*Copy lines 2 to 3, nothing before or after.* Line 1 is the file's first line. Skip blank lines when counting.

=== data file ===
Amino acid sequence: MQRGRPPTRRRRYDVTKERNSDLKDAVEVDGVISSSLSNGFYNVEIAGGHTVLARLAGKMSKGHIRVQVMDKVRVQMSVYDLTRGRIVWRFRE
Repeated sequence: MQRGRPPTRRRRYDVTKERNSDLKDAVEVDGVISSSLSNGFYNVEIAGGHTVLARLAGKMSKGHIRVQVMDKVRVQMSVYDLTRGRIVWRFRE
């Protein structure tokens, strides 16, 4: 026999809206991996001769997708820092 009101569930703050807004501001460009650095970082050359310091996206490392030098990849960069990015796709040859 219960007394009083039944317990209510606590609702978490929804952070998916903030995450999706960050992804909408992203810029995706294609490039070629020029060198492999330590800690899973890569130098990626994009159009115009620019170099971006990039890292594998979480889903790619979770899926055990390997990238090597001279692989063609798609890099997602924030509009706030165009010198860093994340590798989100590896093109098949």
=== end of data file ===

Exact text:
Repeated sequence: MQRGRPPTRRRRYDVTKERNSDLKDAVEVDGVISSSLSNGFYNVEIAGGHTVLARLAGKMSKGHIRVQVMDKVRVQMSVYDLTRGRIVWRFRE
């Protein structure tokens, strides 16, 4: 026999809206991996001769997708820092 009101569930703050807004501001460009650095970082050359310091996206490392030098990849960069990015796709040859 219960007394009083039944317990209510606590609702978490929804952070998916903030995450999706960050992804909408992203810029995706294609490039070629020029060198492999330590800690899973890569130098990626994009159009115009620019170099971006990039890292594998979480889903790619979770899926055990390997990238090597001279692989063609798609890099997602924030509009706030165009010198860093994340590798989100590896093109098949």